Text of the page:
According to a recent study conducted by researchers at both the Cincinnati Children's Hospital Medical Centre and the University of Cincinnati, exposure to high levels of small particle air pollution can increase the risk of a preterm birth.

The findings of the study, which analysed 225,000 live births, indicated that there exists a 19% increased risk of a preterm birth if exposed to the aforementioned factor, with 19,000 births identified as preterm by scientists in the course of their research.

Researchers established that preterm birth were higher among mothers who were exposed to high levels of airborne particle pollution above the EPA standard, with diesel exhaust particles making up a significant portion of this matter in the vast majority of urban areas.
 


Commenting on the results of the study, Emily DeFranco, DO, a physician-researcher at the Center for Prevention of Preterm Birth at Cincinnati Children's and an associate professor of maternal-fetal medicine at the University of Cincinnati, asserted that while the risk may seem minimal, the implications are far-reaching.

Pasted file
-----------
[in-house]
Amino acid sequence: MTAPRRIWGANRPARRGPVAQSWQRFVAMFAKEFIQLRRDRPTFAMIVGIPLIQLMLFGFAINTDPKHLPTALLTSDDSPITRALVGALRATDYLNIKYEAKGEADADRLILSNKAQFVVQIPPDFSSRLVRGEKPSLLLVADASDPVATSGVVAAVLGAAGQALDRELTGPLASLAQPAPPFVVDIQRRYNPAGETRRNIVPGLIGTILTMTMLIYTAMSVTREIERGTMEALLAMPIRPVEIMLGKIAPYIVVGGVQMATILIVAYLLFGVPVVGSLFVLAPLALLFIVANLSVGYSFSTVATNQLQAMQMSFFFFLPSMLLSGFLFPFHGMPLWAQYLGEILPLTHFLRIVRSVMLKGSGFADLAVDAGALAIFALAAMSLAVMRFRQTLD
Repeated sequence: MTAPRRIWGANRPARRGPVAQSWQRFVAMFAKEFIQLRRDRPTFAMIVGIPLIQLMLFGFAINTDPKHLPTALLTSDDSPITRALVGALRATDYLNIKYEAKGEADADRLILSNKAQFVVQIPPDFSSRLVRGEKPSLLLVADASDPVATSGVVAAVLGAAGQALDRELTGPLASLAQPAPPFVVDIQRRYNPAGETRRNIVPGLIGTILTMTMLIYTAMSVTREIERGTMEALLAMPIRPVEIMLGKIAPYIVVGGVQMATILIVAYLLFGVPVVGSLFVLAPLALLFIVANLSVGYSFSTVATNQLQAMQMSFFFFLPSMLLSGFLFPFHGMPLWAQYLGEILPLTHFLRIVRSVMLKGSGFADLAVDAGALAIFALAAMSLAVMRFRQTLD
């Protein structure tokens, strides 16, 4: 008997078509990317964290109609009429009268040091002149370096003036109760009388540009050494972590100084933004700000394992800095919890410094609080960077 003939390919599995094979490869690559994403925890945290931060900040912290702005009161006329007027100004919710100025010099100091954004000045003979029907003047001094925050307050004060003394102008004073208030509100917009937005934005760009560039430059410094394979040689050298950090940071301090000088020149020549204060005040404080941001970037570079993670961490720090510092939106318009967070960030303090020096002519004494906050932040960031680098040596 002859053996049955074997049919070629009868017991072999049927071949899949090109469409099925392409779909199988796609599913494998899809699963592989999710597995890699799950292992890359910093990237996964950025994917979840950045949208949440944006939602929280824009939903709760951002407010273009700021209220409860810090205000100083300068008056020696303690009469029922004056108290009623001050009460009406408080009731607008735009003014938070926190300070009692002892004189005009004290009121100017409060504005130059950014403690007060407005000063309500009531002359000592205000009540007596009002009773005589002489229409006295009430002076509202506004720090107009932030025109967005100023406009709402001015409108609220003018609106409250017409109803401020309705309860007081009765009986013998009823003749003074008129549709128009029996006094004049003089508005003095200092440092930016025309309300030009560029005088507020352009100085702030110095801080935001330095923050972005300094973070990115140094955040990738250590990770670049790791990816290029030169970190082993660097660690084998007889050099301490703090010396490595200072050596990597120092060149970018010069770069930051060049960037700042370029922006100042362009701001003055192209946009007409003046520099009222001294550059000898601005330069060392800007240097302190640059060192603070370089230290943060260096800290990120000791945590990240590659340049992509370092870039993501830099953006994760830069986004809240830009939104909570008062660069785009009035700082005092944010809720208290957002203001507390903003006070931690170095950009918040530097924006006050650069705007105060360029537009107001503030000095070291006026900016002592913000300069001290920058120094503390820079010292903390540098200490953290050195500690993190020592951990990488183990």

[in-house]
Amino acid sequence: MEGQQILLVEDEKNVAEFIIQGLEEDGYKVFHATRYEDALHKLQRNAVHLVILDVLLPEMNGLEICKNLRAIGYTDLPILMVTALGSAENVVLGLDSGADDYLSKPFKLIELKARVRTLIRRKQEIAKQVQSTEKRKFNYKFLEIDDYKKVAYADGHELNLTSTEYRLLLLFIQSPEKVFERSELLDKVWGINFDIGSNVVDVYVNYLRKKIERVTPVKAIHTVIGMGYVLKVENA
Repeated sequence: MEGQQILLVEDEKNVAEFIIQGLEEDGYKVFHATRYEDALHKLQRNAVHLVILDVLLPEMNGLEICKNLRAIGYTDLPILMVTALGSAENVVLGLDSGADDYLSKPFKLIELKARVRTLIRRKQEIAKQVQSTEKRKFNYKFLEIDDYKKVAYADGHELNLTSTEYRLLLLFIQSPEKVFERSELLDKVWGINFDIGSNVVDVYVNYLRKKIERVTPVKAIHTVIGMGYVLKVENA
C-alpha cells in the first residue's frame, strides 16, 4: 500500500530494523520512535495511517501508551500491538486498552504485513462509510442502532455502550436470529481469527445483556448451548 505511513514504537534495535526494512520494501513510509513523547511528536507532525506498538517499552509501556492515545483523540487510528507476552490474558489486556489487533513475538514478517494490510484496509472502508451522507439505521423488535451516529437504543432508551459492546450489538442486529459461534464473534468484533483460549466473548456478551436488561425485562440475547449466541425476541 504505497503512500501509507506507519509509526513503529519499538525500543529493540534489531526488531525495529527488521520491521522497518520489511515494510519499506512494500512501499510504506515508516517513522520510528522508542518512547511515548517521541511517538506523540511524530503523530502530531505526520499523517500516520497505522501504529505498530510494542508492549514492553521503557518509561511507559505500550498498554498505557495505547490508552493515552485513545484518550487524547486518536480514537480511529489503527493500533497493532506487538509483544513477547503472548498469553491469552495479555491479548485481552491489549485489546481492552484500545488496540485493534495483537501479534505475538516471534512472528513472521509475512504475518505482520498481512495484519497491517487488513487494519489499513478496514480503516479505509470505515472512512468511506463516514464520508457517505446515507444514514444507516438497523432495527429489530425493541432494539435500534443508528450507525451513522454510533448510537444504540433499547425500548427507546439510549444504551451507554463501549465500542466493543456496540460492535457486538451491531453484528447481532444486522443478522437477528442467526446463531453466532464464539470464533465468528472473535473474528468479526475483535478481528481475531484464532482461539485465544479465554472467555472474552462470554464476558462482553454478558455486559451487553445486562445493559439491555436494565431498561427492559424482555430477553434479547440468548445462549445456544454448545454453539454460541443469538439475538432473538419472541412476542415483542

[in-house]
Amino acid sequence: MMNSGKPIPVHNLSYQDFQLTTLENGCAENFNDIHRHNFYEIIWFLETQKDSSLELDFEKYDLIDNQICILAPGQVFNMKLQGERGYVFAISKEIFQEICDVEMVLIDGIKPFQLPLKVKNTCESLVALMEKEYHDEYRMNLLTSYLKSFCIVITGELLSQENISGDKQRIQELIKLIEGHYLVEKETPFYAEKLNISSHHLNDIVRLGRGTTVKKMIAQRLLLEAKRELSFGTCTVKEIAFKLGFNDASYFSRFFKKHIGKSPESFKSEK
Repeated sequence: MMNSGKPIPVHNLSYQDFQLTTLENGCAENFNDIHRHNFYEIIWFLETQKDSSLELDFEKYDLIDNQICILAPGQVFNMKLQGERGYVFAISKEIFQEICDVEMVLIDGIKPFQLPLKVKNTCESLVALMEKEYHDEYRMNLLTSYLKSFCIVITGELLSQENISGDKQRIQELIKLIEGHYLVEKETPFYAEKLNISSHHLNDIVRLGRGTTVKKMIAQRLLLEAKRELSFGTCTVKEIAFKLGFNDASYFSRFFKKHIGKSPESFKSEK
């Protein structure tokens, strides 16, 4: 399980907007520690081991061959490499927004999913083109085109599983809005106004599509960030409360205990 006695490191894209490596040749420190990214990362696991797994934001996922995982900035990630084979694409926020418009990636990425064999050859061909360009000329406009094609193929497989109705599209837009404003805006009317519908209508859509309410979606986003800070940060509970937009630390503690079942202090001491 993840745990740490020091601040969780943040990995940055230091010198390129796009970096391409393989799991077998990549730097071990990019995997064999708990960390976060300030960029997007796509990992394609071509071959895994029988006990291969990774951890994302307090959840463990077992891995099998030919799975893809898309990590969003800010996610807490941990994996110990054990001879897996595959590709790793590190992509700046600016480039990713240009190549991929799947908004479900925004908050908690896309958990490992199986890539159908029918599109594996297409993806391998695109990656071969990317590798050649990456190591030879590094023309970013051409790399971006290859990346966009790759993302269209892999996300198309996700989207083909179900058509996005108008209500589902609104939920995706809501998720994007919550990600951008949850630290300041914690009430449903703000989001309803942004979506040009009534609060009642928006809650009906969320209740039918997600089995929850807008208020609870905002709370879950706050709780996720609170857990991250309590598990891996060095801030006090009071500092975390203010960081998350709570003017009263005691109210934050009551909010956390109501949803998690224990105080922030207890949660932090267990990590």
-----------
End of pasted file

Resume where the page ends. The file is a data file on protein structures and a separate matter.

"Although the risk increase is modest, the potential impact is robust, as all pregnant women are potentially at risk," she explained while reflecting on the study which harnessed birth records in Ohio between the years 2007 and 2010.

"We estimate that decreasing the amount of particulate matter in the air below the EPA's standard threshold could decrease preterm birth in women exposed to high levels of small particulates by about 17 percent, which corresponds to a 2.22 percent decrease in the preterm birth rate in the population as a whole," she explained.

The study, which was published in the journal, Environmental Health, indicated that the greatest danger is posed during a woman's third trimester.

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